There should be an absolute commitment to starting with a presumption of innocence rather than a presumption of guilt by an industry with an economic stake in an outcome whereby someone is held responsible.
Will legal access be available to the accused? Or does someone have to be cut off first? Article 6.1 of the European Convention on Human Rights (ECHR) guarantees the right to due process. Is access to the Net itself a basic human right? Article 36 of the ECHR would suggest so or at least it is very close. The French scheme is better than an unmediated scheme since it allows for the access to an independent tribunal with the oversight of a judge.
Even if we could overcome these problems, there is a serious legal question about whether a 3 strikes law is a proportionate response to the specific problem. According to the recent Promusicae v Telefónica case in the European Court of Justice the rights of the music labels to protect their copyrights must be balanced with the civil rights of users of the Net. Having access to the Net is now a fundamental part of nearly everyone's life in the developed world and it relates to basic rights to:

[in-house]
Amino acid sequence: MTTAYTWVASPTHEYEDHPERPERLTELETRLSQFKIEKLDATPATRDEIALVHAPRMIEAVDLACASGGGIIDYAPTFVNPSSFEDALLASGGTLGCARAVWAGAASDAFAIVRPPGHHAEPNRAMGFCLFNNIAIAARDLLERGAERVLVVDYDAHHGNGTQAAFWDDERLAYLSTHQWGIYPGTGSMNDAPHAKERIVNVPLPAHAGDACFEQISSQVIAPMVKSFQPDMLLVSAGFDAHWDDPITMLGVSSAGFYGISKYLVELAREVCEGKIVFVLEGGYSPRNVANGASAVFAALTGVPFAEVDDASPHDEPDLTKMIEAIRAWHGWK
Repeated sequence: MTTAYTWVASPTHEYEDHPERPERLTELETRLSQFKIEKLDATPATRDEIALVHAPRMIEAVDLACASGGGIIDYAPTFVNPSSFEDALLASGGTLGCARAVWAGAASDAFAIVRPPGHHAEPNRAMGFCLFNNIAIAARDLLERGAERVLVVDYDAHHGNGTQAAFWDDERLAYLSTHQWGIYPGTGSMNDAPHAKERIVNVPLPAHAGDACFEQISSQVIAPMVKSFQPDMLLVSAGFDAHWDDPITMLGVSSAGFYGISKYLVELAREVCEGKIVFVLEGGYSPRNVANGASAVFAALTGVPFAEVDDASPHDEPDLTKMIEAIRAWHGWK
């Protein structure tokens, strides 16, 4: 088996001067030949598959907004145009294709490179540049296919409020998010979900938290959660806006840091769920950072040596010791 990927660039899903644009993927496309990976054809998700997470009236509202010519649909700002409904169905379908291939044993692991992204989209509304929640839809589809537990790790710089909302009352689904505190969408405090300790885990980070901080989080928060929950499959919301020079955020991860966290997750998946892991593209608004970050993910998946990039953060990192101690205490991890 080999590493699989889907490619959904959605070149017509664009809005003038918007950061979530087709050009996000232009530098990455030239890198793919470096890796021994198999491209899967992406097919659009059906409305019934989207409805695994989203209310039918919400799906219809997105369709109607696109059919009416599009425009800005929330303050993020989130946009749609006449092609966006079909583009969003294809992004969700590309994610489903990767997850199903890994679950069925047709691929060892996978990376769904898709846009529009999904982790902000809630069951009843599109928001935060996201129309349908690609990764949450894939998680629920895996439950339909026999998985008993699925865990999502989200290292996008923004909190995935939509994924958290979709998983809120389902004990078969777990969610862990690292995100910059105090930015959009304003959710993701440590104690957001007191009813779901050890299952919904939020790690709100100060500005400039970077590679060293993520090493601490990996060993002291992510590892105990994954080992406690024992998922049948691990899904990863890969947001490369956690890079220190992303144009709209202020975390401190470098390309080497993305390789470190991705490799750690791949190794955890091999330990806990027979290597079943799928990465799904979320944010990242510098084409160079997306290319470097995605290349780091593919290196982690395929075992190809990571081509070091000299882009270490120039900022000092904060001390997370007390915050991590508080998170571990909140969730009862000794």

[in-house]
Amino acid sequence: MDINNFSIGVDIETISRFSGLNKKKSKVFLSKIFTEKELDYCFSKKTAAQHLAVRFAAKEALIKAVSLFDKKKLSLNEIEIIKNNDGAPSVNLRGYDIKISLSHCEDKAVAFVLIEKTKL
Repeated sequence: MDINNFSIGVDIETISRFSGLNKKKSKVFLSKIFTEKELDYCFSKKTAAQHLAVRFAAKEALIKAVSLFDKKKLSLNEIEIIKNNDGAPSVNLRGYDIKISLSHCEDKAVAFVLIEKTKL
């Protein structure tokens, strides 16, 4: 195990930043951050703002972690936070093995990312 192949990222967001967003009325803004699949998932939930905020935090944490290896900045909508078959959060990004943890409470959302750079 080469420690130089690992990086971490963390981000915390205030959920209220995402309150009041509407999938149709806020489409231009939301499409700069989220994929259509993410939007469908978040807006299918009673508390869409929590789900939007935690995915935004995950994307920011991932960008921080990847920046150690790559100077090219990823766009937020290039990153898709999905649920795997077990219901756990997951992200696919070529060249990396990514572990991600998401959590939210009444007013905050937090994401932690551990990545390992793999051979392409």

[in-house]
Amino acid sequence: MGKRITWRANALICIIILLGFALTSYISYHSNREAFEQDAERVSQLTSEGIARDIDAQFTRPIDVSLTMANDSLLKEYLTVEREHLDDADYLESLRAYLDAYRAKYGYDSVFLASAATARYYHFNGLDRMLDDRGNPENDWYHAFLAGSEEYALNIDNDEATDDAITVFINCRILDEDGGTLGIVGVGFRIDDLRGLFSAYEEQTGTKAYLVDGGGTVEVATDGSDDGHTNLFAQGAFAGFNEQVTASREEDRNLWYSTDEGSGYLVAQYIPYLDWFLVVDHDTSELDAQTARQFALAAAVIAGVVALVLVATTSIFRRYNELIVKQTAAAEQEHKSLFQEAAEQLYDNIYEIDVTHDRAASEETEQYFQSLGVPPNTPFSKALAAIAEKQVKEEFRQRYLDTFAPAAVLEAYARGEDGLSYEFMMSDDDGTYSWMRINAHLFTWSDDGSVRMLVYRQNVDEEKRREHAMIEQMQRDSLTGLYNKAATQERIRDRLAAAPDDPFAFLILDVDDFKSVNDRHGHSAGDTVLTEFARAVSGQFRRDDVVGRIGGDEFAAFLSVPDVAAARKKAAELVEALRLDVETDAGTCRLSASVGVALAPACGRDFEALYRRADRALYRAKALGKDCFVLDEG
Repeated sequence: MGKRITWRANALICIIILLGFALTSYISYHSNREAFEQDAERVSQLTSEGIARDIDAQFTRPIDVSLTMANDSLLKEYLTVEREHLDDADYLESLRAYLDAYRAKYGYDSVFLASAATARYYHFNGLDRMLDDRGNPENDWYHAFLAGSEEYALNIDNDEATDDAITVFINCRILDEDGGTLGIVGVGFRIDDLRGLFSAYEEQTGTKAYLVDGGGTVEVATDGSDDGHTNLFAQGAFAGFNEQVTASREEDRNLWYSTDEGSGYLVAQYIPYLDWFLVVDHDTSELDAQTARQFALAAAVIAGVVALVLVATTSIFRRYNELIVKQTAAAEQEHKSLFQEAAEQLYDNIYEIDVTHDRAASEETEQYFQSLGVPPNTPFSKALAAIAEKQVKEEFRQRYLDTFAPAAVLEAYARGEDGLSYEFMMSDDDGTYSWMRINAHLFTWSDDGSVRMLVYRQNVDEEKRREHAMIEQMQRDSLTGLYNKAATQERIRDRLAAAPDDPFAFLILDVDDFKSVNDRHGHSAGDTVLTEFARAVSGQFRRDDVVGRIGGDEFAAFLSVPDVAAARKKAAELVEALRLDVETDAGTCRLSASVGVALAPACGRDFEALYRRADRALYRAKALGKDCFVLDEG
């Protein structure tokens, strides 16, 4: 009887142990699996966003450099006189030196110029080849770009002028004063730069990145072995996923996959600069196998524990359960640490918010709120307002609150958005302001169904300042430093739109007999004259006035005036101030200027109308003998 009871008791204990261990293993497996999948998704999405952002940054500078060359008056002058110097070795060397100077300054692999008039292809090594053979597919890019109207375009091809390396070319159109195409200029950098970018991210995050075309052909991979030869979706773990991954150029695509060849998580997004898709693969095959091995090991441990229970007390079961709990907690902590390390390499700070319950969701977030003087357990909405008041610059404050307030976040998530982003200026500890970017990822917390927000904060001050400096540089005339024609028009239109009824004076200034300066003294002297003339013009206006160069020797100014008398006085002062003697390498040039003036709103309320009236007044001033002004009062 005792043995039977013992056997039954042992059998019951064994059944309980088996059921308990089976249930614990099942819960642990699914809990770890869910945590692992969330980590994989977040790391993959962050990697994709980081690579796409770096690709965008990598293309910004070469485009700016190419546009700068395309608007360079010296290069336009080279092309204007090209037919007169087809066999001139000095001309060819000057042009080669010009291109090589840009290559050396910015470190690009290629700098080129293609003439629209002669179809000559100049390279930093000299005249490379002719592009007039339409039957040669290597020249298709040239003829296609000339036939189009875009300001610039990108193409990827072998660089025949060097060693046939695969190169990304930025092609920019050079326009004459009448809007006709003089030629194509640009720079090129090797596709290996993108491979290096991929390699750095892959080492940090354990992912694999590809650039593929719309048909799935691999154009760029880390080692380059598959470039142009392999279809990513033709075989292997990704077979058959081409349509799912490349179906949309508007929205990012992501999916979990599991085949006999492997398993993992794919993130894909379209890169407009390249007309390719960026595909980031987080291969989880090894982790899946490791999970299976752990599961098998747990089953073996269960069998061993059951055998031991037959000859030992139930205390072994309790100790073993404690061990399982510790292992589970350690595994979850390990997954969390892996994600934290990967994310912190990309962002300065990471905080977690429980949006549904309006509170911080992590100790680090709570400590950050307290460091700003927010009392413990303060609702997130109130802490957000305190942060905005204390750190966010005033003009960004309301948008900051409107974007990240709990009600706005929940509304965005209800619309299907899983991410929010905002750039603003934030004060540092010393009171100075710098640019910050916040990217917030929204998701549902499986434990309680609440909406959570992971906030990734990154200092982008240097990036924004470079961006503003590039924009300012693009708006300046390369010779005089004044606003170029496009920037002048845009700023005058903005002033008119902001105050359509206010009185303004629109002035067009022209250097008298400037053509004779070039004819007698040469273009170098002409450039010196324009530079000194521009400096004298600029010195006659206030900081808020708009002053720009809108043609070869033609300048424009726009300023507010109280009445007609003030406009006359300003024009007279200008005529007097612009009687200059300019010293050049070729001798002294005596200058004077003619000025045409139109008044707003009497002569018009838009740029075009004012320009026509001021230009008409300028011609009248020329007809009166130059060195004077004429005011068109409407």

• free expression
• freedom of association
• and employment
and the ECHR and every other serious international charter of rights says that if a law is not proportionate it is not legal.
Even with the legitimate aim of defending or protecting copyrights, the ECJ clearly instructed member state governments that they are not to endanger human rights or proportionality. Professor Lilian Edwards of Sheffield University actually thinks that this part of the decision was a clear dicta from the court aimed directly at the kind of 3 strikes notice and disconnect schemes the French have implemented and others are considering, including it seems the EU Council where there have been sustained efforts to sneak the measure through, hidden in the massively complex telecoms package directive."